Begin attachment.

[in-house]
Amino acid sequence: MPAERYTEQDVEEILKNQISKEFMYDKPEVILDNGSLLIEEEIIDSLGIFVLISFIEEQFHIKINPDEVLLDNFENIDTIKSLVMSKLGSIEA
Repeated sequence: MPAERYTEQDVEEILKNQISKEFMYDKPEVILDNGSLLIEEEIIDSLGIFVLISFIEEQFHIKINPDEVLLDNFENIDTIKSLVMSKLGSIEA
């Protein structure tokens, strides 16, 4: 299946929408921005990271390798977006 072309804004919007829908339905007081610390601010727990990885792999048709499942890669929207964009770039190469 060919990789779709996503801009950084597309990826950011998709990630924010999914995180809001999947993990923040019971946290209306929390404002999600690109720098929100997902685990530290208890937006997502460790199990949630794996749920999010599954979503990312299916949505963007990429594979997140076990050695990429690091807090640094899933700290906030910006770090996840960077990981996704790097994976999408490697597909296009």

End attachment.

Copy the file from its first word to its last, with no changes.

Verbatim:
[in-house]
Amino acid sequence: MPAERYTEQDVEEILKNQISKEFMYDKPEVILDNGSLLIEEEIIDSLGIFVLISFIEEQFHIKINPDEVLLDNFENIDTIKSLVMSKLGSIEA
Repeated sequence: MPAERYTEQDVEEILKNQISKEFMYDKPEVILDNGSLLIEEEIIDSLGIFVLISFIEEQFHIKINPDEVLLDNFENIDTIKSLVMSKLGSIEA
């Protein structure tokens, strides 16, 4: 299946929408921005990271390798977006 072309804004919007829908339905007081610390601010727990990885792999048709499942890669929207964009770039190469 060919990789779709996503801009950084597309990826950011998709990630924010999914995180809001999947993990923040019971946290209306929390404002999600690109720098929100997902685990530290208890937006997502460790199990949630794996749920999010599954979503990312299916949505963007990429594979997140076990050695990429690091807090640094899933700290906030910006770090996840960077990981996704790097994976999408490697597909296009």